Uglu ducklings deserve attention too
September 25th 2019, by Remy
Our city of Strasbourg is filled with interesting buildings, each more beautiful than the next. This is something we talk about in great lengths in our guided tours. Yet, in a city with such a rich and long history, you always end up finding one ugly duckling somewhere…
However, as someone watching out for the downtrodden, I would like today to defend one of them : the Valentin-Sorg tower, on the Homme-de-Fer square.
The inhabitants of Strasbourg all know it, but many shift their gaze from it when they pass by. And with good reason: this tall concrete tower (48 meters high, not too bad) is honestly not the greatest beauty around. Now come on with me: if you take the first step forward, it may have some things to tell!
Also called the Stoskopf tower (named after its architect, Charles Gustave Stoskopf), it was not always considered a « wart » (a foul name given by a reader of the local newspaper in 1994). Upon its completion in 1955, it was deemed a solid and well-designed building, which benefited from war indemnities. It was also part of the reconstruction dynamic in Strasbourg, following the bombings of World War II. It remains an excellent example of post-war architecture. Back then, it did not trigger exclusively negative reactions : for some, it even was reminiscent of American skyscrapers (and that was a compliment).
Also, it was undoubtedly useful: the building’s purpose was to replace a block of smaller buildings that occupied the square’s center and blocked the traffic and the movement of people around town. These destroyed square meters of housing had to be replaced and this high tower was a clever solution.
Then came the real highlight: the Valentin-Sorg gastronomical restaurant that sat at the summit. Sometimes compared to the famous Maxim’s restaurant in Paris, it occupied the last two floors of the building and was of excellent repute. The main room would allow the gourmets seated there to enjoy the Kléber square from on high and to get a stunning view of the Cathedral.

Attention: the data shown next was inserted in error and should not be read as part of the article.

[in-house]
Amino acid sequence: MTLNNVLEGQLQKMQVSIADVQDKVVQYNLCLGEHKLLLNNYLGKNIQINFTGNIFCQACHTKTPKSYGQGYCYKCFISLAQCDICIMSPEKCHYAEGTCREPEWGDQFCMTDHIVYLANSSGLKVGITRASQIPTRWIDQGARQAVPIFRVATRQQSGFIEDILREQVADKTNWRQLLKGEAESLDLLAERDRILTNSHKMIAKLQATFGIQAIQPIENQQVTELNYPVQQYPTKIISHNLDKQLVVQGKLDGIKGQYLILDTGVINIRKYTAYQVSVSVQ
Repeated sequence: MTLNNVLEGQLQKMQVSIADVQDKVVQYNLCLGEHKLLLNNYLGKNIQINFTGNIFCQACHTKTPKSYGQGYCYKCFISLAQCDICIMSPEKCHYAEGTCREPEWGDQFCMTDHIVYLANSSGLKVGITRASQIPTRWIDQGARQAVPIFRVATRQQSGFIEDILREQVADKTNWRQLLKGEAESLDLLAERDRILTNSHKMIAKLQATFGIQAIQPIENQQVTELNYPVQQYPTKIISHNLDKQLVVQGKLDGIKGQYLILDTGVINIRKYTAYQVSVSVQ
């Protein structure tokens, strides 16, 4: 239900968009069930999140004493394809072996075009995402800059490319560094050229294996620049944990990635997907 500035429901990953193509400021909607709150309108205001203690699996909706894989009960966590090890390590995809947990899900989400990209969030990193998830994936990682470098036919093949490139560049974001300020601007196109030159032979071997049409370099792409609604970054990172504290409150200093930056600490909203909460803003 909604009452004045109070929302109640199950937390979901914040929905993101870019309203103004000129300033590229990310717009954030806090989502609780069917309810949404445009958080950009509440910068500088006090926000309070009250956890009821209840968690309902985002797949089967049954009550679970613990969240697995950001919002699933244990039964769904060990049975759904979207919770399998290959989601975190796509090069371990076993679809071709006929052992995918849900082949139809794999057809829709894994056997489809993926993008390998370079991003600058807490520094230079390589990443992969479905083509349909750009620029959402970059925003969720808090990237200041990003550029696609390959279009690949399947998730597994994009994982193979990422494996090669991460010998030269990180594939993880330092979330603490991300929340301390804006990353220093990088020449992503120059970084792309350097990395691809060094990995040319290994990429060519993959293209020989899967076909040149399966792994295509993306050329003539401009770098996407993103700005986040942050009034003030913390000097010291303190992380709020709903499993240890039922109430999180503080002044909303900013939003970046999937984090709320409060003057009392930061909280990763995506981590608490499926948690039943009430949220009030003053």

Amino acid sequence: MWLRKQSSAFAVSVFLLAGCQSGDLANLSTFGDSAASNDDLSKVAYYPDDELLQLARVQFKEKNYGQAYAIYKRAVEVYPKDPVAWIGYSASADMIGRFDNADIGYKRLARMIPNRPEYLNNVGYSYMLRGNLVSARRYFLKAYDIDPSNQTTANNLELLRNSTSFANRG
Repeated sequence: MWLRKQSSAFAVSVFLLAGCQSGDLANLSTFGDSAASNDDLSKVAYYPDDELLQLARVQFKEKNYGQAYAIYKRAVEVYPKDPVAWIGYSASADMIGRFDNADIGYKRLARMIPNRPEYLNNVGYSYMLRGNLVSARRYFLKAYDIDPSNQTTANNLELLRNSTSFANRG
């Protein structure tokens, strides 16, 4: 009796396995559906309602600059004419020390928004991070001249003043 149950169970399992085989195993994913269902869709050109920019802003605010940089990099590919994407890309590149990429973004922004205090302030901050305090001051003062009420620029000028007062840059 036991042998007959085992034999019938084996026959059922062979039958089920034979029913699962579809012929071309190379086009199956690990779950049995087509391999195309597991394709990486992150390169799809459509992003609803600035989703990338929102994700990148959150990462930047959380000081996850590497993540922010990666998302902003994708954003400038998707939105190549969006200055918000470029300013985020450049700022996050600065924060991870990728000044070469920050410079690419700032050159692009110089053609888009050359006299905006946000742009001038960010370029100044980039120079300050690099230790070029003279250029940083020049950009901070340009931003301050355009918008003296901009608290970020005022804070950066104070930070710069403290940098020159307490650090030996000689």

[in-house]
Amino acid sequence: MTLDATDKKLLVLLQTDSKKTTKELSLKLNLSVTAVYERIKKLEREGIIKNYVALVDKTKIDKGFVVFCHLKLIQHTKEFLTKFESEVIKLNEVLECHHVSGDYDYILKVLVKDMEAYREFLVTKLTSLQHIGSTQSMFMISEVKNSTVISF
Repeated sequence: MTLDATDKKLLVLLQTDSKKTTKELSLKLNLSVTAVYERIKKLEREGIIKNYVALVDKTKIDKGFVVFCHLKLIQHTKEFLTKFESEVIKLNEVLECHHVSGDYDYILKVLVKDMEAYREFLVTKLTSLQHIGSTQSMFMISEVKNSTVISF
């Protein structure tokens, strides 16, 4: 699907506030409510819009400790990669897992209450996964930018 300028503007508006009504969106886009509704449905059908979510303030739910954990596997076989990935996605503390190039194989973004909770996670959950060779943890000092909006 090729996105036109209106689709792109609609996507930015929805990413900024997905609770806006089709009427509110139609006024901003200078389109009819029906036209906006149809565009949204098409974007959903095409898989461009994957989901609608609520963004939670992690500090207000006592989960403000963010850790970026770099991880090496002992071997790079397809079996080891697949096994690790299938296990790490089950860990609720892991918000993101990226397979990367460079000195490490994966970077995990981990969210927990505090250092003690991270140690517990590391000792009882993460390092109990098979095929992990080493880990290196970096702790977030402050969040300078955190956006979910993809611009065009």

Alas, if you are like me and so willing to go there and get a good meal, you will need a time traveling machine. The business changed hands one last time in 1991 and this was the starting point of its downfall: gone now is the restaurant and its glass casing.
After a dozen visits and controls, the safety commission decided against its re-opening in 1996. To comply with the standards, the number of persons up there would have been limited to 50 (including the staff) or a new emergency staircase or elevator would have had to be built.
The first solution was not economically sustainable, the second solution was costly and complicated to implement (let us remind that the building is 15 floors-high). And with that, our hopes to get a meal up there are ironically carried away by the wind…
A new hope?
Yet, the tower may not have said its final word! To begin with, it was graced with a new elevator in 2010. This required the use of a 70 meters-high crane, to bring the new elements up to the roof. But more importantly, when the inhabitants of Strasbourg were asked about the future of some of the city’s districts and buildings, a brilliant idea was given for this one: to turn the concrete walls into green ones, with plants! The old and outdated concrete obelisk would turn into a lighthouse of greenery right in the middle of downtown Strasbourg. A utopia thought? Perhaps, but you’ll admit that the idea is full of charm. And who knows? Maybe it will get so attractive that a bold restaurant owner will come forth and we will be able, once again, to drink one good beer with sauerkraut (almost) in the high heavens.